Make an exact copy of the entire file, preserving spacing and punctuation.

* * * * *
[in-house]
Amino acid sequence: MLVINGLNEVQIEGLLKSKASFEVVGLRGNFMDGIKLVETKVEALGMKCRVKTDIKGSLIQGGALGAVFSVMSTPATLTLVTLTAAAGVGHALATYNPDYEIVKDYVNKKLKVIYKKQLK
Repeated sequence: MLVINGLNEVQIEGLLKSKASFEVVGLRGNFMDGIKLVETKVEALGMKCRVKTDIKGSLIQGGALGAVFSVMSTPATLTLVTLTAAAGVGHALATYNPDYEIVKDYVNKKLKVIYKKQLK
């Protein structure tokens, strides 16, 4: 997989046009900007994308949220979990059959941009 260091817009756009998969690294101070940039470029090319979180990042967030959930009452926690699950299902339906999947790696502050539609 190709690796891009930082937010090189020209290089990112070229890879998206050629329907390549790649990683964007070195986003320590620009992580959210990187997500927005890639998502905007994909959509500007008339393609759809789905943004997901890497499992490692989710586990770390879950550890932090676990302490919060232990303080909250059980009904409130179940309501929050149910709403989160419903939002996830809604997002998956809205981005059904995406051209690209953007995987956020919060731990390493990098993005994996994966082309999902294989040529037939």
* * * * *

[in-house]
Amino acid sequence: MLVINGLNEVQIEGLLKSKASFEVVGLRGNFMDGIKLVETKVEALGMKCRVKTDIKGSLIQGGALGAVFSVMSTPATLTLVTLTAAAGVGHALATYNPDYEIVKDYVNKKLKVIYKKQLK
Repeated sequence: MLVINGLNEVQIEGLLKSKASFEVVGLRGNFMDGIKLVETKVEALGMKCRVKTDIKGSLIQGGALGAVFSVMSTPATLTLVTLTAAAGVGHALATYNPDYEIVKDYVNKKLKVIYKKQLK
């Protein structure tokens, strides 16, 4: 997989046009900007994308949220979990059959941009 260091817009756009998969690294101070940039470029090319979180990042967030959930009452926690699950299902339906999947790696502050539609 190709690796891009930082937010090189020209290089990112070229890879998206050629329907390549790649990683964007070195986003320590620009992580959210990187997500927005890639998502905007994909959509500007008339393609759809789905943004997901890497499992490692989710586990770390879950550890932090676990302490919060232990303080909250059980009904409130179940309501929050149910709403989160419903939002996830809604997002998956809205981005059904995406051209690209953007995987956020919060731990390493990098993005994996994966082309999902294989040529037939």